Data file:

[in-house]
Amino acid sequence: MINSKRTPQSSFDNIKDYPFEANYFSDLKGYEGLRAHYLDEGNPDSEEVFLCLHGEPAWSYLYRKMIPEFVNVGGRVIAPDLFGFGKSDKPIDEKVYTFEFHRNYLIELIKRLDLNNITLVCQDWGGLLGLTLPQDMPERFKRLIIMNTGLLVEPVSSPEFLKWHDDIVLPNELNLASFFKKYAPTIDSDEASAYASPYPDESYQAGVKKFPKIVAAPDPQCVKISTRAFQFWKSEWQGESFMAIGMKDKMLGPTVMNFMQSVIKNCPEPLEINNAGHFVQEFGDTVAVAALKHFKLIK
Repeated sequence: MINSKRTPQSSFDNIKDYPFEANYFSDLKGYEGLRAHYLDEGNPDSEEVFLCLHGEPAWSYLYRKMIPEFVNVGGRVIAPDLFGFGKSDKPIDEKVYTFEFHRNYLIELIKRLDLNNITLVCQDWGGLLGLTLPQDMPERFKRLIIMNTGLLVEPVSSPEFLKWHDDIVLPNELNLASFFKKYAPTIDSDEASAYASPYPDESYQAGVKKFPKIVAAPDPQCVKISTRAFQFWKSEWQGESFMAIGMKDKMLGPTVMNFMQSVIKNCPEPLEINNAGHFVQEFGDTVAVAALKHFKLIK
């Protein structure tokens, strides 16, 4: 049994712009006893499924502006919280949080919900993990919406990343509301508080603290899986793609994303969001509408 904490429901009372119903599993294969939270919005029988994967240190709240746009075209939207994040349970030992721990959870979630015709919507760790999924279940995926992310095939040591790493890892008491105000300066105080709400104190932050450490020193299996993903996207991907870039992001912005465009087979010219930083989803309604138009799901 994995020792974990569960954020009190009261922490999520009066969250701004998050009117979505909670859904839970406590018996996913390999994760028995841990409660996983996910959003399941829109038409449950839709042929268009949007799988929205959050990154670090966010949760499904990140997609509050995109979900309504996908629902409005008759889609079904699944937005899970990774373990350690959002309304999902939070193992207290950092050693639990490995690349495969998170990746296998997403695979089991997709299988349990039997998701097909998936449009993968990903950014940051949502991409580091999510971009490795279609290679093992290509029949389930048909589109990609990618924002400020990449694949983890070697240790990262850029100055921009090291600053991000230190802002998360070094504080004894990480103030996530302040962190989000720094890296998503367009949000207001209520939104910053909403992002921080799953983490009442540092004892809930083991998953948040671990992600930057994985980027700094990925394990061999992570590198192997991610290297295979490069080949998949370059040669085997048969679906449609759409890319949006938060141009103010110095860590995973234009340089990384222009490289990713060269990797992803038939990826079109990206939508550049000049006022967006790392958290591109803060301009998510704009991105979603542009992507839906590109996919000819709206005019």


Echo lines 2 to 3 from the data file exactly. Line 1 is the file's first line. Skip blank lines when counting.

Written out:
Amino acid sequence: MINSKRTPQSSFDNIKDYPFEANYFSDLKGYEGLRAHYLDEGNPDSEEVFLCLHGEPAWSYLYRKMIPEFVNVGGRVIAPDLFGFGKSDKPIDEKVYTFEFHRNYLIELIKRLDLNNITLVCQDWGGLLGLTLPQDMPERFKRLIIMNTGLLVEPVSSPEFLKWHDDIVLPNELNLASFFKKYAPTIDSDEASAYASPYPDESYQAGVKKFPKIVAAPDPQCVKISTRAFQFWKSEWQGESFMAIGMKDKMLGPTVMNFMQSVIKNCPEPLEINNAGHFVQEFGDTVAVAALKHFKLIK
Repeated sequence: MINSKRTPQSSFDNIKDYPFEANYFSDLKGYEGLRAHYLDEGNPDSEEVFLCLHGEPAWSYLYRKMIPEFVNVGGRVIAPDLFGFGKSDKPIDEKVYTFEFHRNYLIELIKRLDLNNITLVCQDWGGLLGLTLPQDMPERFKRLIIMNTGLLVEPVSSPEFLKWHDDIVLPNELNLASFFKKYAPTIDSDEASAYASPYPDESYQAGVKKFPKIVAAPDPQCVKISTRAFQFWKSEWQGESFMAIGMKDKMLGPTVMNFMQSVIKNCPEPLEINNAGHFVQEFGDTVAVAALKHFKLIK